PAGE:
“When health care providers violate their obligation to properly bill for federally funded treatment, government programs and American taxpayers pay the price,” said U.S. Attorney Lausch.  “Our office remains committed to protecting taxpayers and preserving the integrity of our federal health care system.”

“American taxpayers should never foot the bill for private companies seeking to profit by defrauding government programs,” said FBI Special Agent-in-Charge Buie.  “The FBI will continue working with law enforcement and prosecutorial partners to fight illegal kickback schemes and ensure that justice is done within the federal medical system.”

“We aggressively investigate cases of fraud, which take money from VA programs meant to benefit our nation’s veterans and their families,” said VA OIG Special Agent-in-Charge Billingsley.  “The VA OIG thanks the U.S. Attorney’s Office and our law enforcement partners for their efforts in this joint investigation.  We encourage anyone who becomes aware of fraud against the VA to contact the VA OIG Hotline.”

“We are proud to be part of this collaborative effort and would like to thank our law enforcement partners and the U.S. Attorney’s Office for their dedication and excellent work in this case,” said RRB-OIG Inspector General Dickman.  “Medicare fraud remains a top federal law enforcement priority and providers who exploit our healthcare system will not be tolerated.”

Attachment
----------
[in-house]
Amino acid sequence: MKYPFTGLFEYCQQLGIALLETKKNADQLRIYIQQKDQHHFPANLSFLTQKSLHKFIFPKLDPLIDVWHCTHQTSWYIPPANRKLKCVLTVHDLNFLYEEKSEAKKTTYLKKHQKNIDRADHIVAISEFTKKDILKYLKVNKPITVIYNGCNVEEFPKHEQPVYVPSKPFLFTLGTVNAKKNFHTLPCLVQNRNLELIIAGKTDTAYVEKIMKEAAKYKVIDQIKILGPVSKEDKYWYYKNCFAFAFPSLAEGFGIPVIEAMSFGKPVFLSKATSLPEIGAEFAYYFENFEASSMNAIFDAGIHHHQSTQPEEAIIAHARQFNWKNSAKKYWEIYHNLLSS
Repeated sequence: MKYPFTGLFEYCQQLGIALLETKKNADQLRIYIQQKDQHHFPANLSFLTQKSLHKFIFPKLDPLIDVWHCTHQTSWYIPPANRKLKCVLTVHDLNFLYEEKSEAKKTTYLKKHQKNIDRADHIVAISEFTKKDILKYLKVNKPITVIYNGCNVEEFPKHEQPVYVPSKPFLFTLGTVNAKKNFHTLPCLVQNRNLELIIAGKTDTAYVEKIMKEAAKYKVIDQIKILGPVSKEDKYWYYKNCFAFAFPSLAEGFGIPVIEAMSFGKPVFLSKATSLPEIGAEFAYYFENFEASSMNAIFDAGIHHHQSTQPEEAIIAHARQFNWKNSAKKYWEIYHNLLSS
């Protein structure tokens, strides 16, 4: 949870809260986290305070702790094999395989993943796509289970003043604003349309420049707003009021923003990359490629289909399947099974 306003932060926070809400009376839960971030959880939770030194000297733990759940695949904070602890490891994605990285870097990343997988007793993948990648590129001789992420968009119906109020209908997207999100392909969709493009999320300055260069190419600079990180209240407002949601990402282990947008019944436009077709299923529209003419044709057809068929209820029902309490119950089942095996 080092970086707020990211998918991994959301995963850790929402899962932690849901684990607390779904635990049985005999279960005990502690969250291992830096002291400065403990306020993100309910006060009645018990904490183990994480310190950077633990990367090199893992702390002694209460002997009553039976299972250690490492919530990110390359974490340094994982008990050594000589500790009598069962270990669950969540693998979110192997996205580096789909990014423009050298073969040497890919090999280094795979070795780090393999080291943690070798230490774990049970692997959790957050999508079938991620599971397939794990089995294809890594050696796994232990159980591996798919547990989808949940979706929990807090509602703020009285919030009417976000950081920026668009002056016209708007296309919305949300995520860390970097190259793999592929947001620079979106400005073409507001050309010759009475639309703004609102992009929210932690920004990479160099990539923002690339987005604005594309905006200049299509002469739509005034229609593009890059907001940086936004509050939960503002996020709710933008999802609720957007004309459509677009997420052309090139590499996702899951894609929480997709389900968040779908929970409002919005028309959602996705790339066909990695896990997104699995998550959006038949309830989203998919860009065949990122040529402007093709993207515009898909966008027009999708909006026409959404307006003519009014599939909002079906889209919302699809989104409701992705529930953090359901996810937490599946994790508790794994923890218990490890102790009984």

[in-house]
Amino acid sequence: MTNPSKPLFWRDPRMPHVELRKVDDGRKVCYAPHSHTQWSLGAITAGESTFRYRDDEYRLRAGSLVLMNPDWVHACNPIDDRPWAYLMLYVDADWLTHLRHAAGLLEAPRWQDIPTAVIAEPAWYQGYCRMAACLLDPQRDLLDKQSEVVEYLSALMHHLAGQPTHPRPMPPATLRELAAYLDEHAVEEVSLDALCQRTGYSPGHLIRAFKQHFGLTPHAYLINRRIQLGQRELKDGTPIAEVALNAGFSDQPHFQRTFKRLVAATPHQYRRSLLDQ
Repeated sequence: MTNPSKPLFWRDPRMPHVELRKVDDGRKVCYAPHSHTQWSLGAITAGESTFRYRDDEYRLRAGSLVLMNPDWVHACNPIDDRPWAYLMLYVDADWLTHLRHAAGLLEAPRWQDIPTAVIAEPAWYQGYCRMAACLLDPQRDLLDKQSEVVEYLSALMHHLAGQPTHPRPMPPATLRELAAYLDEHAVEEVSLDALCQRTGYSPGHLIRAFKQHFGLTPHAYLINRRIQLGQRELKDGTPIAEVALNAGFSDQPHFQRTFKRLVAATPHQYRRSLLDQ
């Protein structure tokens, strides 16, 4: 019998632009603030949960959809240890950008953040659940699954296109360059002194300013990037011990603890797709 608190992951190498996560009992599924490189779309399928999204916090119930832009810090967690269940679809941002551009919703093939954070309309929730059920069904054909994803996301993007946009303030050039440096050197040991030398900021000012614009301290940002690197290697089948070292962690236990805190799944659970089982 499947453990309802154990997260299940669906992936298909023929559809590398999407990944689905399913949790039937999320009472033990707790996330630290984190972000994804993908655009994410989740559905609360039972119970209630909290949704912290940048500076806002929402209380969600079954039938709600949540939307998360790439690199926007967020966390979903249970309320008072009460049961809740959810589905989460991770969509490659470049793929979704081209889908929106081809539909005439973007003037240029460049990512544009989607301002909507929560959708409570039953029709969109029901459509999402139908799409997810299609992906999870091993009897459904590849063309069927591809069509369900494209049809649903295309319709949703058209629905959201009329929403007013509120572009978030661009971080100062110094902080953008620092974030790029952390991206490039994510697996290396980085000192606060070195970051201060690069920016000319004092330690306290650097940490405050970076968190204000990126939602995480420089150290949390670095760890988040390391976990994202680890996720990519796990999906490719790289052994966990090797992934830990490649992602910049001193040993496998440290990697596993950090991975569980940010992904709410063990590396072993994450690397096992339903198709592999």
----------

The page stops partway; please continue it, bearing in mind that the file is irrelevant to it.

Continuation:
“The OPM OIG is committed to holding accountable those who seek to enrich themselves by inflating costs and overbilling the Federal Employees Health Benefits Program for medically unnecessary tests,” said OPM OIG Special Agent-in-Charge Parker.  “We applaud our investigative staff and law enforcement partners on today’s settlement, which is a direct result of their hard work investigating these types of health care fraud schemes.”

“Individuals involved in this scheme defrauded TRICARE and I am pleased that the U.S. Attorney’s Office is requiring justice,” said DCIS Special Agent-in-Charge Bruce.  “DCIS agents will continue to pursue individuals who improperly profit from our military health care system and all taxpayers.”

The settlement resolves two civil lawsuits filed under the qui tam, or whistleblower, provisions of the False Claims Act.  The Act permits private citizens to bring lawsuits on behalf of the United States for false claims, and to share in any recovery.  The United States intervened in the two lawsuits and filed a complaint in intervention prior to the settlement.  The settlement agreement is neither an admission of liability by SNAP, Raviv, or Burton, nor a concession by the United States that its claims are not well founded.

Updated June 6, 2022

Elder Justice
Consumer Protection
False Claims Act
Health Care Fraud